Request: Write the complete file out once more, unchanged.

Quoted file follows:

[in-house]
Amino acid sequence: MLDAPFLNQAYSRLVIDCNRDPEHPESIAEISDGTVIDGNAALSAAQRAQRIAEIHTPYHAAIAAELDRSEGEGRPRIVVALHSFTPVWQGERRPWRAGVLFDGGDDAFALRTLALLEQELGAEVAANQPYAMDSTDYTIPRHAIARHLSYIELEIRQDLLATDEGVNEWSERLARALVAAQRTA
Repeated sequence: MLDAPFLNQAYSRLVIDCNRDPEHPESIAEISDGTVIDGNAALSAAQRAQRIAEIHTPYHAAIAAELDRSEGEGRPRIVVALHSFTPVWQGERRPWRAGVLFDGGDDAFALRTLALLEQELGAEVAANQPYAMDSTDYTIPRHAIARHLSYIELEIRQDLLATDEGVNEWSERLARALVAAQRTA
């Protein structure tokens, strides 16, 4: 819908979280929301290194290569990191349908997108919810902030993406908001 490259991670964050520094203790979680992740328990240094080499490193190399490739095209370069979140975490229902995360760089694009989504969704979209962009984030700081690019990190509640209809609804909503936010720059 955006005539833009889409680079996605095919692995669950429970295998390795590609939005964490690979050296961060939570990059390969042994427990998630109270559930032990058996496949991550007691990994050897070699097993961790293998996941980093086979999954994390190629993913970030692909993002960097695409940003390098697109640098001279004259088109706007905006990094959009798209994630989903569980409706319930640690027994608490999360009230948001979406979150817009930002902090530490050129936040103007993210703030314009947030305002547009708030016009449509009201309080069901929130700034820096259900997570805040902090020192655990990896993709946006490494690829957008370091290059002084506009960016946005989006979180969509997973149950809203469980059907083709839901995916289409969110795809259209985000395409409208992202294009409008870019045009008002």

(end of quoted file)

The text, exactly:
[in-house]
Amino acid sequence: MLDAPFLNQAYSRLVIDCNRDPEHPESIAEISDGTVIDGNAALSAAQRAQRIAEIHTPYHAAIAAELDRSEGEGRPRIVVALHSFTPVWQGERRPWRAGVLFDGGDDAFALRTLALLEQELGAEVAANQPYAMDSTDYTIPRHAIARHLSYIELEIRQDLLATDEGVNEWSERLARALVAAQRTA
Repeated sequence: MLDAPFLNQAYSRLVIDCNRDPEHPESIAEISDGTVIDGNAALSAAQRAQRIAEIHTPYHAAIAAELDRSEGEGRPRIVVALHSFTPVWQGERRPWRAGVLFDGGDDAFALRTLALLEQELGAEVAANQPYAMDSTDYTIPRHAIARHLSYIELEIRQDLLATDEGVNEWSERLARALVAAQRTA
């Protein structure tokens, strides 16, 4: 819908979280929301290194290569990191349908997108919810902030993406908001 490259991670964050520094203790979680992740328990240094080499490193190399490739095209370069979140975490229902995360760089694009989504969704979209962009984030700081690019990190509640209809609804909503936010720059 955006005539833009889409680079996605095919692995669950429970295998390795590609939005964490690979050296961060939570990059390969042994427990998630109270559930032990058996496949991550007691990994050897070699097993961790293998996941980093086979999954994390190629993913970030692909993002960097695409940003390098697109640098001279004259088109706007905006990094959009798209994630989903569980409706319930640690027994608490999360009230948001979406979150817009930002902090530490050129936040103007993210703030314009947030305002547009708030016009449509009201309080069901929130700034820096259900997570805040902090020192655990990896993709946006490494690829957008370091290059002084506009960016946005989006979180969509997973149950809203469980059907083709839901995916289409969110795809259209985000395409409208992202294009409008870019045009008002």